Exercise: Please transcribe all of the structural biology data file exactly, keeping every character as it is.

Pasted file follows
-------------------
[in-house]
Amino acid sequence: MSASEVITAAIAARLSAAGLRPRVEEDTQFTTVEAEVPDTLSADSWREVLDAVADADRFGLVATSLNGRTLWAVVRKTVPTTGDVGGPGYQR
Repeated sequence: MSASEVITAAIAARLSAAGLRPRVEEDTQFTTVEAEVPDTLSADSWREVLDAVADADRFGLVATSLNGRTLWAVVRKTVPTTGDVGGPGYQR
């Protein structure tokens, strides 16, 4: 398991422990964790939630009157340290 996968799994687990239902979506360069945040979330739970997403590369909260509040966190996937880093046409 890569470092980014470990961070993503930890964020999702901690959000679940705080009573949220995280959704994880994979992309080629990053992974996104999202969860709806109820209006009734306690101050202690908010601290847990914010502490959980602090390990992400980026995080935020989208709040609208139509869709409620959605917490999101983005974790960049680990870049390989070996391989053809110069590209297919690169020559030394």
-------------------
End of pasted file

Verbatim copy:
[in-house]
Amino acid sequence: MSASEVITAAIAARLSAAGLRPRVEEDTQFTTVEAEVPDTLSADSWREVLDAVADADRFGLVATSLNGRTLWAVVRKTVPTTGDVGGPGYQR
Repeated sequence: MSASEVITAAIAARLSAAGLRPRVEEDTQFTTVEAEVPDTLSADSWREVLDAVADADRFGLVATSLNGRTLWAVVRKTVPTTGDVGGPGYQR
């Protein structure tokens, strides 16, 4: 398991422990964790939630009157340290 996968799994687990239902979506360069945040979330739970997403590369909260509040966190996937880093046409 890569470092980014470990961070993503930890964020999702901690959000679940705080009573949220995280959704994880994979992309080629990053992974996104999202969860709806109820209006009734306690101050202690908010601290847990914010502490959980602090390990992400980026995080935020989208709040609208139509869709409620959605917490999101983005974790960049680990870049390989070996391989053809110069590209297919690169020559030394």